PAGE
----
CV screening is the process in which CVs are scanned, assessed and determined to be successful or unsuccessful for a potential role. This is an effective method to disregard applicants who do not possess the desired skill set, experience or candidate qualities required for the job. Uncovering successful candidates who the hiring manager deems the best fit.
Simply put, CV screening initially decides candidate progression into further recruitment stages.
Why should I be concerned?
Well, without a systematic CV screening process in place, particularly for high volume recruiting the consequences are damaging. Considering the average corporate role attracts 250 applications, not managing these correctly can lead to; bad hires, financial strains and time loss. To avoid these potential risks, we suggest 5 methods of best practice for the ultimate CV screening activity.
CV screening best practices:
1. Build a clear and concise job description
Initially look towards the job advert. Here lies the information which a candidate will scan in order to determine their compatibility with the role. A well-written job description is one that provides a role overview and highlights the necessary skills and experience. By doing this, it will help attract the right candidates and decrease the risk of irrelevant or underqualified applications.
2. Pinpoint screening specification
Set the screening criteria. This includes everything a successful candidate must possess to progress further into the recruitment process. Include factors such as; skills, technical experience, employment history and educational background.
Some recruiters also choose to screen for personality traits and look for impressive personal achievements as an indication of their character, such as leadership skills when recruiting for a managerial role.
To avoid potential bias, it is vital hiring teams set the criteria prior to screening. This method ensures recruiters don’t shift their hiring priorities halfway through the process.
Do all recruiters possess the same screening ability?
To ensure every CV is assessed equally, create a standard screening system that can be implemented across the whole hiring and recruitment department. Standardising the screening process requires a great deal of organisation, especially if completed manually. In order to achieve this, hiring teams need to follow the same method to screen candidates.
This can be completed in different phases:
The first phase – basic requirements the candidate must meet, i.e. job titles that similarly reflect the role they are applying for (denoting the essential industry experience).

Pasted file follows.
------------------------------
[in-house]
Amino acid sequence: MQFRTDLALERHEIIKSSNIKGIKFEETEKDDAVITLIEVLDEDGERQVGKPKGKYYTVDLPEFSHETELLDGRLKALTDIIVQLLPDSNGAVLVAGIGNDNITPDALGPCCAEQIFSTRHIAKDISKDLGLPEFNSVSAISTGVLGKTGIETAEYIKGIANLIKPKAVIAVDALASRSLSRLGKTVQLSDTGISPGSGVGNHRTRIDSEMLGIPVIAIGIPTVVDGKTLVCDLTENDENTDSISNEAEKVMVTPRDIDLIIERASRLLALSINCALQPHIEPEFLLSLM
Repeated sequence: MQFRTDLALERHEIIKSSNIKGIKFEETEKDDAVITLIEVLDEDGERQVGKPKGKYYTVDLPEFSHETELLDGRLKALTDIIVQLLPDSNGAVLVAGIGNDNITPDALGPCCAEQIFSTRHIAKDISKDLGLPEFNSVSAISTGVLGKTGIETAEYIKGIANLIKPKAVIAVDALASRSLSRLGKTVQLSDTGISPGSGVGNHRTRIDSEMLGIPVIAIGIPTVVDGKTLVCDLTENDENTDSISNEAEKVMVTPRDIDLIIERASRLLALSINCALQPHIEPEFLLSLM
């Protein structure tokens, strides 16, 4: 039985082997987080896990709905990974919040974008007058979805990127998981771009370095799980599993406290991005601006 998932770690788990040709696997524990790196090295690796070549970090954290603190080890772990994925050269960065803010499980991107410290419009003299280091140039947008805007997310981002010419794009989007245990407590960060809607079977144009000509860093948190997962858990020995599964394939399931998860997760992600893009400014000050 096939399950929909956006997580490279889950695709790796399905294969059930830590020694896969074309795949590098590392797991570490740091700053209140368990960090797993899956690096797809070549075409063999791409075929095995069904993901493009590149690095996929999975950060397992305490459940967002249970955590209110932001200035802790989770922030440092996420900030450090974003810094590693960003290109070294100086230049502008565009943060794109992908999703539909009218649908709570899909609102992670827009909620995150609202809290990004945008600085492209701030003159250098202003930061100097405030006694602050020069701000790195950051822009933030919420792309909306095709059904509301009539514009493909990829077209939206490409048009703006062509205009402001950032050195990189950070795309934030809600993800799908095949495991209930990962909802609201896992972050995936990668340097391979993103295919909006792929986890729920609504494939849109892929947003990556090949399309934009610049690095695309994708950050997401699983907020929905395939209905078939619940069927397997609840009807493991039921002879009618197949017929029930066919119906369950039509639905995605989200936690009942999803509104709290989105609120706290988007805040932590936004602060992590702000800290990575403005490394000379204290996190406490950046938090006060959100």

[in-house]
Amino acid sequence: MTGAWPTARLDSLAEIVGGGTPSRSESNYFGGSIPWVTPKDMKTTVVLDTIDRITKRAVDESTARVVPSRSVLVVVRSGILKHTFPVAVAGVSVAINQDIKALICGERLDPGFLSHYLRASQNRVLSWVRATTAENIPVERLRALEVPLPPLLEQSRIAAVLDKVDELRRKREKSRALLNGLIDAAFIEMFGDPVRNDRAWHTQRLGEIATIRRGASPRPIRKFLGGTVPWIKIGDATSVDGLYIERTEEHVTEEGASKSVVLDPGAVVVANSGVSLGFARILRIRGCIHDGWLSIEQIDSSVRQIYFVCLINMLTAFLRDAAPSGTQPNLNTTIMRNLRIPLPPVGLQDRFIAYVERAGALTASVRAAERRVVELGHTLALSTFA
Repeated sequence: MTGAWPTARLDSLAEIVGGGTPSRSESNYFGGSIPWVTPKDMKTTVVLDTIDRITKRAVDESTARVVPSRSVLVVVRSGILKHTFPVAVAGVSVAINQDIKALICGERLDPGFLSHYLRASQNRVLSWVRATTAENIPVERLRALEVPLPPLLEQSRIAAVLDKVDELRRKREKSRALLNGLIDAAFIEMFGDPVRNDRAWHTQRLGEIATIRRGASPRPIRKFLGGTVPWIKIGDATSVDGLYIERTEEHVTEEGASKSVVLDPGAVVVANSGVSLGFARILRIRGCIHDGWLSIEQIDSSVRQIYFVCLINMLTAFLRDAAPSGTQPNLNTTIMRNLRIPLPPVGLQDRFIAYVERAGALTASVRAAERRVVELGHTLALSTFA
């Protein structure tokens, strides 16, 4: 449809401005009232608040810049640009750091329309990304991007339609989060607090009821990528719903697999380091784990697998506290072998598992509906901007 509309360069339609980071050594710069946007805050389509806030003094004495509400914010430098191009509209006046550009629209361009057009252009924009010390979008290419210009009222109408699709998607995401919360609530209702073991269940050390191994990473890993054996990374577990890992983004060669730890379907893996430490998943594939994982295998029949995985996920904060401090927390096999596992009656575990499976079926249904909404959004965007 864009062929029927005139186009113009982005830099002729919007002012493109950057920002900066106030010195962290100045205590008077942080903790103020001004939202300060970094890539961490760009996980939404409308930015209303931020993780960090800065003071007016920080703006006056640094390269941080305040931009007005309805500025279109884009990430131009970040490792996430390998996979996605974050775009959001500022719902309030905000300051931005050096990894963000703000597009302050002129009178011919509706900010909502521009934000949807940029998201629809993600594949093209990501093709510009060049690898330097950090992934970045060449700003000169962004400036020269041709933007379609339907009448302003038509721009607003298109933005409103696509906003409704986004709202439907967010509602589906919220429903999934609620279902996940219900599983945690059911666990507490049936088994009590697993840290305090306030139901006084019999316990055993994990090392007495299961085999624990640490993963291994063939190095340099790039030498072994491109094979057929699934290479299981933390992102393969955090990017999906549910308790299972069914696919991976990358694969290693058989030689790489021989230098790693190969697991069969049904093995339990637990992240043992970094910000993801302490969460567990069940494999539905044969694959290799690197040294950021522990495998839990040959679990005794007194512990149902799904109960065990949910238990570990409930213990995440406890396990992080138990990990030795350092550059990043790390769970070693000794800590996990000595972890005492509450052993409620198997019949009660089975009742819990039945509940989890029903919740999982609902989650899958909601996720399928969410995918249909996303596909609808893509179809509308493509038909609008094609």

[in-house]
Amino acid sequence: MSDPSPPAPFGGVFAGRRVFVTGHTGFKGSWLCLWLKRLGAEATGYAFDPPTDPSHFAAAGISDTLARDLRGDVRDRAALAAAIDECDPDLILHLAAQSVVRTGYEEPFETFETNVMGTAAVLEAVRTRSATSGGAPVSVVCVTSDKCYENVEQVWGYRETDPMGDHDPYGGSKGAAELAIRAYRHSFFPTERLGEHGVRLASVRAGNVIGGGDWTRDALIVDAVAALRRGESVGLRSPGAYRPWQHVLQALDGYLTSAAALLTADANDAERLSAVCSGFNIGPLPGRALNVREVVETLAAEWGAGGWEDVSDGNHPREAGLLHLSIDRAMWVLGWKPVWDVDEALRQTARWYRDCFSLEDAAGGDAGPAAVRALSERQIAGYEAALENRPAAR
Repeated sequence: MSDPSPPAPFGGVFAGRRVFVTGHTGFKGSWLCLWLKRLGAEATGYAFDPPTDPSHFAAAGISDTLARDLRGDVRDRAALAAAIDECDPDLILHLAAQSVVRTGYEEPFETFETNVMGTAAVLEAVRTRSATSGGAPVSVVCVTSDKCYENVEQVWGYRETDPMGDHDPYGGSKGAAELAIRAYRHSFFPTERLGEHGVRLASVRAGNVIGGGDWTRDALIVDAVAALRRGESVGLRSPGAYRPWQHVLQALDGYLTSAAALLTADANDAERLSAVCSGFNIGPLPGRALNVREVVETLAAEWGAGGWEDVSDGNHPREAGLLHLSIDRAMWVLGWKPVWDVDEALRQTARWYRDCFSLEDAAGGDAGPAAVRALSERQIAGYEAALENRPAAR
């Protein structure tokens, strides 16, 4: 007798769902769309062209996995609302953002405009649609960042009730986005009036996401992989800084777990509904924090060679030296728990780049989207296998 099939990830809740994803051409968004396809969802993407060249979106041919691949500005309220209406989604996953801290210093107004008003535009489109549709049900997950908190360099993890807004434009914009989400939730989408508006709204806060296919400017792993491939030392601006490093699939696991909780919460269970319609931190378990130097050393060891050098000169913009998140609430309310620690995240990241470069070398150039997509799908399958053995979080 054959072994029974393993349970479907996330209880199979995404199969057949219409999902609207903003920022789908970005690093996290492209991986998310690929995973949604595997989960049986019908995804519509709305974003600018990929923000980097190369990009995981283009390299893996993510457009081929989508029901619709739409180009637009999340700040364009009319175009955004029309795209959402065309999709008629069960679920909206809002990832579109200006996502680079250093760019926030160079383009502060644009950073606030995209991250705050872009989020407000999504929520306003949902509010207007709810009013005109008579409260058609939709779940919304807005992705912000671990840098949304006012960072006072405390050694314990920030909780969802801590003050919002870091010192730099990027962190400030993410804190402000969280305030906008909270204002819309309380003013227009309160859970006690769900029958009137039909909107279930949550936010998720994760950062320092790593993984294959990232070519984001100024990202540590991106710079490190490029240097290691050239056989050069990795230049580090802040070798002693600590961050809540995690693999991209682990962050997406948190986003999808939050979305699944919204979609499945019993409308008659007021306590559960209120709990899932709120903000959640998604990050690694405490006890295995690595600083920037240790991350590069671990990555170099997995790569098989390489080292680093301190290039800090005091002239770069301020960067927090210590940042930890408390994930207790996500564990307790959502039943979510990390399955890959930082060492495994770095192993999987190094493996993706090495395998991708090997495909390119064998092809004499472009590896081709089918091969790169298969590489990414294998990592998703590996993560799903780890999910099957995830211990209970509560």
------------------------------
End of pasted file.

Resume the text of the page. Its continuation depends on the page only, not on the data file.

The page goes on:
The second phase – focus on their skills and the details of their experience. Can this transfer well over to the new role?
Final phase – qualifications and timelines. During this stage, if there are a considerable number of candidates remaining, you can afford to be picky. Look towards their qualifications, and length of experience as determining factors.
Following the above phases, hiring teams can look towards the desirables and the general impressions they have on the candidate as part of their final decision.
4. Recruitment bias
Be aware of potential bias. Fighting bias is high priority action taken by hiring teams to screen CVs. They must make a conscious effort to avoid favouring those due to personal perceptions surrounding factors that are irrelevant to the job role.
However, it is much more difficult to guarantee the removal of unconscious bias. If a recruiter is unaware of the rationale behind their decisions, how will they change their thought process? Because of this a candidate’s name, location, employment timeline and educational history can unfairly put their job chances at risk.
To avoid this, many organisations implement a ‘blind hiring‘ approach to CV screening. This is a method that removes all identifiable information from a candidate’s application. Only allowing recruiting teams to assess the set criteria a candidate must have to progress further, for inclusive hiring.
5. Introduce technology initiatives
CV screening technology automatically screens CVs and job applications by searching for keywords that match the job description. As this process is automated, human bias is eliminated. Meaning primary focus can be reinvested back into candidates and their job compatibility.
Screening automation also ensures every single applicant is considered. There are no risks of CVs at the bottom of the pile not receiving the same treatment as the CV a recruiter first reads. The exact same amount of time is spent on every single candidate. Which ultimately provides a fair and equal start to all those who apply.